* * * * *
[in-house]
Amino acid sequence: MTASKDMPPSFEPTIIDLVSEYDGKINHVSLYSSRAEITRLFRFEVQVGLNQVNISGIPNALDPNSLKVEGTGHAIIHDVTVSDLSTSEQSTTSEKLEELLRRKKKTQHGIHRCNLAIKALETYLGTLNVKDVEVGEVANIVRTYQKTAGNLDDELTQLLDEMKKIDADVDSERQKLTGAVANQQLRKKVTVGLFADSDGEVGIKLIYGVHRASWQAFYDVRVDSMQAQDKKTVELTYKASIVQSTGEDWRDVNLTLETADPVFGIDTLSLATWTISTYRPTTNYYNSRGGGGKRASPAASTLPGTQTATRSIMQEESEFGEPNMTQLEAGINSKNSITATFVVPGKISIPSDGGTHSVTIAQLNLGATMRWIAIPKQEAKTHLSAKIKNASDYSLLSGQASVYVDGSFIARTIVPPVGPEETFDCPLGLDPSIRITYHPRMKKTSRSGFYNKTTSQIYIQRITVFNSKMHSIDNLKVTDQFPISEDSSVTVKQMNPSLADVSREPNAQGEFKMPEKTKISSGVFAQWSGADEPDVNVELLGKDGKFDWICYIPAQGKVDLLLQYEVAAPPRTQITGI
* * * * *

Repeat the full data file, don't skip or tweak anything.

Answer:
[in-house]
Amino acid sequence: MTASKDMPPSFEPTIIDLVSEYDGKINHVSLYSSRAEITRLFRFEVQVGLNQVNISGIPNALDPNSLKVEGTGHAIIHDVTVSDLSTSEQSTTSEKLEELLRRKKKTQHGIHRCNLAIKALETYLGTLNVKDVEVGEVANIVRTYQKTAGNLDDELTQLLDEMKKIDADVDSERQKLTGAVANQQLRKKVTVGLFADSDGEVGIKLIYGVHRASWQAFYDVRVDSMQAQDKKTVELTYKASIVQSTGEDWRDVNLTLETADPVFGIDTLSLATWTISTYRPTTNYYNSRGGGGKRASPAASTLPGTQTATRSIMQEESEFGEPNMTQLEAGINSKNSITATFVVPGKISIPSDGGTHSVTIAQLNLGATMRWIAIPKQEAKTHLSAKIKNASDYSLLSGQASVYVDGSFIARTIVPPVGPEETFDCPLGLDPSIRITYHPRMKKTSRSGFYNKTTSQIYIQRITVFNSKMHSIDNLKVTDQFPISEDSSVTVKQMNPSLADVSREPNAQGEFKMPEKTKISSGVFAQWSGADEPDVNVELLGKDGKFDWICYIPAQGKVDLLLQYEVAAPPRTQITGI